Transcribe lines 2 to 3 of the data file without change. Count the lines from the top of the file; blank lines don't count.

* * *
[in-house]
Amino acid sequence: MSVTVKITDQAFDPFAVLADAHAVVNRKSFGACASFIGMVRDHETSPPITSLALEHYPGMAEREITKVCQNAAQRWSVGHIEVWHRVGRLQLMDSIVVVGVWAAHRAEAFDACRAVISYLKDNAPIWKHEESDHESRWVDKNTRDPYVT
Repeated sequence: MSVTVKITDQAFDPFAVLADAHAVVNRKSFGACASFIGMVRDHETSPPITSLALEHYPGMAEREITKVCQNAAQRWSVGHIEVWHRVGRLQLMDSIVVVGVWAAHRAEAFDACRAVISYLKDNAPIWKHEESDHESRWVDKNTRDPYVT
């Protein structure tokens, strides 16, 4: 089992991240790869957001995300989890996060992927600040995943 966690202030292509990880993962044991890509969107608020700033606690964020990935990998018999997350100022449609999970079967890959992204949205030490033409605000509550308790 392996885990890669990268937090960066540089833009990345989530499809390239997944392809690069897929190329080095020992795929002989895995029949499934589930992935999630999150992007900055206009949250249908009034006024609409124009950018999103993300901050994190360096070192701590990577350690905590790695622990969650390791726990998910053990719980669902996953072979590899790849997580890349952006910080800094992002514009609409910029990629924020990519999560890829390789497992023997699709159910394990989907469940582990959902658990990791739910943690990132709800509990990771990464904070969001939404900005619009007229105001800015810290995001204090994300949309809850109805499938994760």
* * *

Amino acid sequence: MSVTVKITDQAFDPFAVLADAHAVVNRKSFGACASFIGMVRDHETSPPITSLALEHYPGMAEREITKVCQNAAQRWSVGHIEVWHRVGRLQLMDSIVVVGVWAAHRAEAFDACRAVISYLKDNAPIWKHEESDHESRWVDKNTRDPYVT
Repeated sequence: MSVTVKITDQAFDPFAVLADAHAVVNRKSFGACASFIGMVRDHETSPPITSLALEHYPGMAEREITKVCQNAAQRWSVGHIEVWHRVGRLQLMDSIVVVGVWAAHRAEAFDACRAVISYLKDNAPIWKHEESDHESRWVDKNTRDPYVT